The tag “legendary” seems all too appropriate for the man known the world over as Sonny Boy Williamson II, born on December fifth in… 1894, 1897, 1889, 1901 & 1909 have all been given as the year of his birth at one time or another, a few by Sonny Boy himself. The consensus now is that 1912 is the most likely.
His given name has never been confirmed with any more certainty than his age; Alec or Alex or Willie; Rice which may have been a nickname or a last name; Miller or Ford have also been proposed as last names!
He was old enough to have known Robert Johnson and lived long enough, (and was successful enough) to have played with Eric Clapton, Jimmy Page, and Robbie Robertson before he passed.
Given the possible years of his birth, and the region and circumstances into which he was born, it is most likely that he received little to no formal schooling growing up, yet his songs are highly original, featuring sly and often mordant humor, and stunning, sometimes surreal imagery, helping to make his songs some of the most often covered in the blues canon.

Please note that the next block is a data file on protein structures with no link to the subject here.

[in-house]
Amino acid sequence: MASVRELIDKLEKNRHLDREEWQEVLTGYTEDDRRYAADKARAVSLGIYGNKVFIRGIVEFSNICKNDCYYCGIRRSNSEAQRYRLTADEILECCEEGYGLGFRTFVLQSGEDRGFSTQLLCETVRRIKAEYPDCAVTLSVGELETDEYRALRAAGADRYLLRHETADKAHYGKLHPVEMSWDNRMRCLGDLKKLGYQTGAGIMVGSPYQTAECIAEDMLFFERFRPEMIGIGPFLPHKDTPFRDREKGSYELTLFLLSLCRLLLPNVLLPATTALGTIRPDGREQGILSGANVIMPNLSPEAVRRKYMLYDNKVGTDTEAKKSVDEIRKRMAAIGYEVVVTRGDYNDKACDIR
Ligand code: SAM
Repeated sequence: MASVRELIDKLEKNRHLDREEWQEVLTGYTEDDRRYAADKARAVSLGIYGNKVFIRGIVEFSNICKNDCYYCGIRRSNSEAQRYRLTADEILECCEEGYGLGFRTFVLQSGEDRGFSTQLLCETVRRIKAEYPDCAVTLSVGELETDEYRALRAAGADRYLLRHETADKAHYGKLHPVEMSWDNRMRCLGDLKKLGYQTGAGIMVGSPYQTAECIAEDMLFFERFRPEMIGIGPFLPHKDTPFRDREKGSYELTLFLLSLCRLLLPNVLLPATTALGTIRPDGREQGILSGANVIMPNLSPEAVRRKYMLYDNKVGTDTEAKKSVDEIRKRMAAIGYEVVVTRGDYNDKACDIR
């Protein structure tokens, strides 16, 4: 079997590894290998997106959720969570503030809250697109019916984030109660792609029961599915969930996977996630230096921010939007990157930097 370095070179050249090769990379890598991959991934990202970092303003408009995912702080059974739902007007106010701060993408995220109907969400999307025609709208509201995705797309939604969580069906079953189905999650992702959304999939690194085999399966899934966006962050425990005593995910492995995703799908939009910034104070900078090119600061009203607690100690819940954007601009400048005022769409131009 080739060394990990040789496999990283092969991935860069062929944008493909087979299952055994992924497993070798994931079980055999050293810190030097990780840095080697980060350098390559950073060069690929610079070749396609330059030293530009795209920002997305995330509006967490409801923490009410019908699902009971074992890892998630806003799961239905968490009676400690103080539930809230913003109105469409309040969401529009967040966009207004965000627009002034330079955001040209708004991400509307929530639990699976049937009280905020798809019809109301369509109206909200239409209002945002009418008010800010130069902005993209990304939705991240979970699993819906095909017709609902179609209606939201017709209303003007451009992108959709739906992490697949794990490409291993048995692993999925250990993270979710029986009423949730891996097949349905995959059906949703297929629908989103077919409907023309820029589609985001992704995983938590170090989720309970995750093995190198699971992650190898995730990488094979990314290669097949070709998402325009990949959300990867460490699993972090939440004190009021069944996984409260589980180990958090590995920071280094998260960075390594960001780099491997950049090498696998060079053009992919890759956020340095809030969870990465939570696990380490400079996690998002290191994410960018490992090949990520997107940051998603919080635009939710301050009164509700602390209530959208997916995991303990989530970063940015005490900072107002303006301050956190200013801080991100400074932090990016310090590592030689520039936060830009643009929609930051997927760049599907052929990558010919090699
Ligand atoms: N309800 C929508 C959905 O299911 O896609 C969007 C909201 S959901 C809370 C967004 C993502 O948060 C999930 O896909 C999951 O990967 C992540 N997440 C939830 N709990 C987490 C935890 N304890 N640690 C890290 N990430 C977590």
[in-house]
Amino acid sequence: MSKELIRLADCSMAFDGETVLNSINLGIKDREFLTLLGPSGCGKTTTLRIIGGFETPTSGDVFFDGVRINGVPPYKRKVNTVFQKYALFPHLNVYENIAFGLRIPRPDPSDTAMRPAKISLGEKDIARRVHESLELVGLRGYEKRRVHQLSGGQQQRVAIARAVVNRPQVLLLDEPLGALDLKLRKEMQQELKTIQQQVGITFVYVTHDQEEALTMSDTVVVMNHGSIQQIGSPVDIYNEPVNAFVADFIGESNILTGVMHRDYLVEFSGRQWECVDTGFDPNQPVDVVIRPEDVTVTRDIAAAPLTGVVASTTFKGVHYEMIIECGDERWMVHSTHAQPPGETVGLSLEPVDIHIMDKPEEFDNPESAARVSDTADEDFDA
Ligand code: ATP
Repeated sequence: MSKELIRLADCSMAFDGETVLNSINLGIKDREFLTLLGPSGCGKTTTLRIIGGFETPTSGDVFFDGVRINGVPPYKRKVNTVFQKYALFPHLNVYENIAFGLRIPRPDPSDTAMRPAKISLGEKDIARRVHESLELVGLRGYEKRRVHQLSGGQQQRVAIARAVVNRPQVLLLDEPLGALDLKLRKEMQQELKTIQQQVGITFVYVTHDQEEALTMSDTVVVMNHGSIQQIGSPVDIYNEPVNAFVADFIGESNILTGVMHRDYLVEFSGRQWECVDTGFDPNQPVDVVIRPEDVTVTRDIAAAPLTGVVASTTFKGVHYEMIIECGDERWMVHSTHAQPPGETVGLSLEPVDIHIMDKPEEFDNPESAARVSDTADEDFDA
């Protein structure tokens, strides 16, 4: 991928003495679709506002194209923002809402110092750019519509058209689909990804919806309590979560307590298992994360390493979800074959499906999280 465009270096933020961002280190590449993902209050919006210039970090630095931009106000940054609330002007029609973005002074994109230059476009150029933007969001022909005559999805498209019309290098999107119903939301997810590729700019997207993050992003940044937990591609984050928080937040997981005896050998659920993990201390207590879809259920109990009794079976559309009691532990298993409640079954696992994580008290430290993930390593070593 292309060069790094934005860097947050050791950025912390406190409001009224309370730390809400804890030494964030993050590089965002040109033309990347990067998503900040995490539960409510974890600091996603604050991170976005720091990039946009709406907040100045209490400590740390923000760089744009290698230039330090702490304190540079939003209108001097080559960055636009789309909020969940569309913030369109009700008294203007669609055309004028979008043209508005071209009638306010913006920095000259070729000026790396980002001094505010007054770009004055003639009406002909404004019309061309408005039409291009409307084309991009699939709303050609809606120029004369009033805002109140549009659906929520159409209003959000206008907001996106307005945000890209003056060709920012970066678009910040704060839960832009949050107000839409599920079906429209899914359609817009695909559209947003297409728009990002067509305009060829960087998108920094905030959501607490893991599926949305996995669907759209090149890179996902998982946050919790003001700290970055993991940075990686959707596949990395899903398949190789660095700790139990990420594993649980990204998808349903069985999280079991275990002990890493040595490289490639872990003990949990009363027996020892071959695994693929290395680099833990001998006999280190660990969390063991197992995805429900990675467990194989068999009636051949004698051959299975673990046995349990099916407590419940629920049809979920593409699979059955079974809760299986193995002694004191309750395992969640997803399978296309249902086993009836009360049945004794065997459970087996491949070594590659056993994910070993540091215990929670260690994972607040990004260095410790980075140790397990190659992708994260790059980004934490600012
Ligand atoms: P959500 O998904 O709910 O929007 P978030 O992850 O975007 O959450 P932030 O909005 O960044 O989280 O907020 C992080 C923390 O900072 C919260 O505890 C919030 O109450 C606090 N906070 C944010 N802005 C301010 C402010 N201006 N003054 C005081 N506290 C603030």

His appearances with the 1963 and 1964 American Folk Blues Festivals brought him to an entirely new audience in the U.K. where he influenced a generation of blues players. He would do the same back in the States in the mid-sixties.
Williamson’s first recordings were done for Trumpet Records, with his recorded debut released on the label in 1951.
He released eleven singles on the label between 1951 and 1954. When the label folded in 1955, creditors sold his contract to the Chess brothers and his first release on their Checker subsidiary was the classic ‘Don’t Start Me to Talkin’, now a blues standard.
This number was one of his later Trumpet singles; I have been unable to verify who the “Houserockers” were on this session, but they certainly lived up to their name.